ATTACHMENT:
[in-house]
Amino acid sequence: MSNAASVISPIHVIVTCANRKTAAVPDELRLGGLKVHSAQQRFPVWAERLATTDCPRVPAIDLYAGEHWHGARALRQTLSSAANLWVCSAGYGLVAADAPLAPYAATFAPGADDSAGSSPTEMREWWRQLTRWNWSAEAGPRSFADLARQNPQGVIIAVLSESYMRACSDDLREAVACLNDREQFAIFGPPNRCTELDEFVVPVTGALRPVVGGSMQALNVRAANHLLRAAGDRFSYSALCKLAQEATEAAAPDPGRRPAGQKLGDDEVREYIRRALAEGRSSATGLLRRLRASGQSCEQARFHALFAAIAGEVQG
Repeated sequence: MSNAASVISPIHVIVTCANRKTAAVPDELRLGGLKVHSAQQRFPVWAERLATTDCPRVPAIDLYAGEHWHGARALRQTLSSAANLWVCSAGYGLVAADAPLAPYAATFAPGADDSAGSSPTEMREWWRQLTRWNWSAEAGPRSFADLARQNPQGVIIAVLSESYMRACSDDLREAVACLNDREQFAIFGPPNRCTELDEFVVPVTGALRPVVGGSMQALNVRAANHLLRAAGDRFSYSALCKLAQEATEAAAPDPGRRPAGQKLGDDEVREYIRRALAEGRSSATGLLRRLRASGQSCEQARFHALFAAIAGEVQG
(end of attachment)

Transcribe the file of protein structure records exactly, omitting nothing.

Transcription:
[in-house]
Amino acid sequence: MSNAASVISPIHVIVTCANRKTAAVPDELRLGGLKVHSAQQRFPVWAERLATTDCPRVPAIDLYAGEHWHGARALRQTLSSAANLWVCSAGYGLVAADAPLAPYAATFAPGADDSAGSSPTEMREWWRQLTRWNWSAEAGPRSFADLARQNPQGVIIAVLSESYMRACSDDLREAVACLNDREQFAIFGPPNRCTELDEFVVPVTGALRPVVGGSMQALNVRAANHLLRAAGDRFSYSALCKLAQEATEAAAPDPGRRPAGQKLGDDEVREYIRRALAEGRSSATGLLRRLRASGQSCEQARFHALFAAIAGEVQG
Repeated sequence: MSNAASVISPIHVIVTCANRKTAAVPDELRLGGLKVHSAQQRFPVWAERLATTDCPRVPAIDLYAGEHWHGARALRQTLSSAANLWVCSAGYGLVAADAPLAPYAATFAPGADDSAGSSPTEMREWWRQLTRWNWSAEAGPRSFADLARQNPQGVIIAVLSESYMRACSDDLREAVACLNDREQFAIFGPPNRCTELDEFVVPVTGALRPVVGGSMQALNVRAANHLLRAAGDRFSYSALCKLAQEATEAAAPDPGRRPAGQKLGDDEVREYIRRALAEGRSSATGLLRRLRASGQSCEQARFHALFAAIAGEVQG